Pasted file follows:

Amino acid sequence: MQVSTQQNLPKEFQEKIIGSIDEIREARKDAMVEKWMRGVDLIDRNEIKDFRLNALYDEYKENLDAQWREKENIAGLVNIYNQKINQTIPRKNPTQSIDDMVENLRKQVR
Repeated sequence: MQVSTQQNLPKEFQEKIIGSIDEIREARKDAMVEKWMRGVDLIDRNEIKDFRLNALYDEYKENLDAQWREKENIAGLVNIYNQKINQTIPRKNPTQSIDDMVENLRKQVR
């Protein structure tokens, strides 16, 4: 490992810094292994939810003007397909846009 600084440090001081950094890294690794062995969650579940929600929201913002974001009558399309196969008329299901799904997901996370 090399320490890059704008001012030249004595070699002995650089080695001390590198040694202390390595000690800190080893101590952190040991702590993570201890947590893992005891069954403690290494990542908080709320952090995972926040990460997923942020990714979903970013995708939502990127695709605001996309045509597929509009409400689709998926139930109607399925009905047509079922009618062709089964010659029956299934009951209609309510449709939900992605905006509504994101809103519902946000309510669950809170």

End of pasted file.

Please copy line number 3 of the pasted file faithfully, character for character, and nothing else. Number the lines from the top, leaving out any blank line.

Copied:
């Protein structure tokens, strides 16, 4: 490992810094292994939810003007397909846009 600084440090001081950094890294690794062995969650579940929600929201913002974001009558399309196969008329299901799904997901996370 090399320490890059704008001012030249004595070699002995650089080695001390590198040694202390390595000690800190080893101590952190040991702590993570201890947590893992005891069954403690290494990542908080709320952090995972926040990460997923942020990714979903970013995708939502990127695709605001996309045509597929509009409400689709998926139930109607399925009905047509079922009618062709089964010659029956299934009951209609309510449709939900992605905006509504994101809103519902946000309510669950809170």